What’s So Boring About Beige?Submitted by Atlas Indicators Investment Advisors on April 27th, 2023
So far, the banking challenges of 2023 have been far from catastrophic. Yes, a few notable institutions have failed; those employed by them are likely looking for a new place to work, and other large banks benefited from their size differential, being perceived as a safer place for deposits. News headlines have found other captivating stories to follow as this one seems to have become boring. Speaking of boring, have you read the latest issue of the Federal Reserve’s Beige Book? With a title like that, the publication which summarizes economic conditions in the Fed’s 12 districts flies below the radar of many. No problem. Atlas will pull some of the data it finds most compelling from the April 19th release of this summary.
Economic activity stalled in the period. Nine of the 12 districts showed little change or worse while the remaining three managed modest growth. As you’ll see, this is a difficult release, so let’s start with the silver lining: demand for non-financial services remained steady. This is a big category and should not be ignored, but that is kind of the end of the good news.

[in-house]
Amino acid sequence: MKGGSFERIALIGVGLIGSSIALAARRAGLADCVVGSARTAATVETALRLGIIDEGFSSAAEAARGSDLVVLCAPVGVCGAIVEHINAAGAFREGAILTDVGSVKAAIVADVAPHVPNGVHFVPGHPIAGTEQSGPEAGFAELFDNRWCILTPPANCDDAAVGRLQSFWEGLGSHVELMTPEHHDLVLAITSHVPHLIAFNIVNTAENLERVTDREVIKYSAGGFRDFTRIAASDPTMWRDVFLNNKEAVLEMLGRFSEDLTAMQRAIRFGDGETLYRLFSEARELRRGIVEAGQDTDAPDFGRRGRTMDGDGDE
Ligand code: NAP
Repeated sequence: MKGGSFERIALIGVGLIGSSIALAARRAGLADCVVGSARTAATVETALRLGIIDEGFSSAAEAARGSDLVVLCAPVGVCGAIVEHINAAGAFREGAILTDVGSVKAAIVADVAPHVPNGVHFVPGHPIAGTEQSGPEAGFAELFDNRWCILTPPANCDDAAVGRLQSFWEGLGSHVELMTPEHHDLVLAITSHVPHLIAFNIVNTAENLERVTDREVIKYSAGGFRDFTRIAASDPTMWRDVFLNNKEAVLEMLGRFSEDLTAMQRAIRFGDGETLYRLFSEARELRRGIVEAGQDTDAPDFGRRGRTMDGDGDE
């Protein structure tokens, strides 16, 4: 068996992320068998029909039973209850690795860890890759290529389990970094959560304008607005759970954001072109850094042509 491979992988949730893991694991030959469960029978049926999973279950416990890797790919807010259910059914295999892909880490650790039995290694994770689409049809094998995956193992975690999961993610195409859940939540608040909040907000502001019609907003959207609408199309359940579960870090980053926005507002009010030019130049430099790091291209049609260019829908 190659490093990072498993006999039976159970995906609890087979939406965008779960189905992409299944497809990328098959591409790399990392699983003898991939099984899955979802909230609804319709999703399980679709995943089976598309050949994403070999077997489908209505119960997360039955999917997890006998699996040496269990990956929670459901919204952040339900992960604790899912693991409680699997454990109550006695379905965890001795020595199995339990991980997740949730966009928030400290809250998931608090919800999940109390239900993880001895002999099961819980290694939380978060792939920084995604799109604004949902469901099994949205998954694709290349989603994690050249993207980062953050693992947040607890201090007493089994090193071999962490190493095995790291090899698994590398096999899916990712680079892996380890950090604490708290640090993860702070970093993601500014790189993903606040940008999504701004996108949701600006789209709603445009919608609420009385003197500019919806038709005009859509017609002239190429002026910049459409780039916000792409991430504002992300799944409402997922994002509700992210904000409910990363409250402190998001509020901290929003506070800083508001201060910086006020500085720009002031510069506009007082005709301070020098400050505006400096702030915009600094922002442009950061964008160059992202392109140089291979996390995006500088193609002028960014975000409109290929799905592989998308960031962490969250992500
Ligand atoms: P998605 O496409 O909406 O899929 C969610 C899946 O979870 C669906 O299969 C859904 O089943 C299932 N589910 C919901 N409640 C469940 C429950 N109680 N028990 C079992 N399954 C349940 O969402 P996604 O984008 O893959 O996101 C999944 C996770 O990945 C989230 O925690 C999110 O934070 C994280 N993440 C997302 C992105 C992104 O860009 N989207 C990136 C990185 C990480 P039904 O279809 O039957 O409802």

The rest of the release is pretty challenged. Consumers drive the economy, and they are exactly what is leading the stalled nature of this release as spending was flat to down slightly. Manufacturing was relatively weak as well despite further improvements in the supply chain. Real estate transactions softened in both the new and existing home markets. Nonresidential construction barely budged but was higher, while sales and leases of this property type were mostly lower. Looking ahead, expectations for further growth were mostly absent, but three districts forecasted economic deterioration.
Lending activity is an important component of the American growth engine. Unfortunately, it is beginning to stall as well. Lending volume and demand for credit were generally lower for both consumers and businesses. A number of districts noted that banks are tightening lending standards as concerns about economic strength and worries about liquidity are rising.
Years ago, when the Federal Reserve was asked by Congress to make the data contained in this release public, they obliged but changed the color of the cover. Prior to being available for the public, it had a more dramatic red cover. To help distinguish this book from other confidential publications, they threw a beige cover on it. Going forward, the unassuming color shouldn’t fool you. You now know how exciting its release can be.